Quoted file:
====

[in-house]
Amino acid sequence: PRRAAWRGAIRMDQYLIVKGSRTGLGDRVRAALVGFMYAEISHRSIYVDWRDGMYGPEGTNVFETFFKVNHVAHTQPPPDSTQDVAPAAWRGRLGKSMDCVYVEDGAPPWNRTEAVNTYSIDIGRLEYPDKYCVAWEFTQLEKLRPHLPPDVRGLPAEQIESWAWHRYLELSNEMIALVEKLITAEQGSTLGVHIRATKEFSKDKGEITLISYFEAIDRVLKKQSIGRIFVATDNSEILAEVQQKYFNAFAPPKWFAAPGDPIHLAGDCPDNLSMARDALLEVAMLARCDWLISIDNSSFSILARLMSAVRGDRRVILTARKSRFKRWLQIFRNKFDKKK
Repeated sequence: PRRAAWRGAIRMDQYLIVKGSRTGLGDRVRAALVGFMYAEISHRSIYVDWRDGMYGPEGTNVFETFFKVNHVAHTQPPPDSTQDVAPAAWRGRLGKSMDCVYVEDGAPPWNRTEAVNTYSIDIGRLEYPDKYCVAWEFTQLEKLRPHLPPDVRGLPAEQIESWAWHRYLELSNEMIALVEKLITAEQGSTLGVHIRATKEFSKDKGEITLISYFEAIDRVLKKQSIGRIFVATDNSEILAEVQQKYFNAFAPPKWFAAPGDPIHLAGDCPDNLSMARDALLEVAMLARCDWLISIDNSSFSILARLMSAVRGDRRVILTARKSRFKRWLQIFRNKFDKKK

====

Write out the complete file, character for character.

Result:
[in-house]
Amino acid sequence: PRRAAWRGAIRMDQYLIVKGSRTGLGDRVRAALVGFMYAEISHRSIYVDWRDGMYGPEGTNVFETFFKVNHVAHTQPPPDSTQDVAPAAWRGRLGKSMDCVYVEDGAPPWNRTEAVNTYSIDIGRLEYPDKYCVAWEFTQLEKLRPHLPPDVRGLPAEQIESWAWHRYLELSNEMIALVEKLITAEQGSTLGVHIRATKEFSKDKGEITLISYFEAIDRVLKKQSIGRIFVATDNSEILAEVQQKYFNAFAPPKWFAAPGDPIHLAGDCPDNLSMARDALLEVAMLARCDWLISIDNSSFSILARLMSAVRGDRRVILTARKSRFKRWLQIFRNKFDKKK
Repeated sequence: PRRAAWRGAIRMDQYLIVKGSRTGLGDRVRAALVGFMYAEISHRSIYVDWRDGMYGPEGTNVFETFFKVNHVAHTQPPPDSTQDVAPAAWRGRLGKSMDCVYVEDGAPPWNRTEAVNTYSIDIGRLEYPDKYCVAWEFTQLEKLRPHLPPDVRGLPAEQIESWAWHRYLELSNEMIALVEKLITAEQGSTLGVHIRATKEFSKDKGEITLISYFEAIDRVLKKQSIGRIFVATDNSEILAEVQQKYFNAFAPPKWFAAPGDPIHLAGDCPDNLSMARDALLEVAMLARCDWLISIDNSSFSILARLMSAVRGDRRVILTARKSRFKRWLQIFRNKFDKKK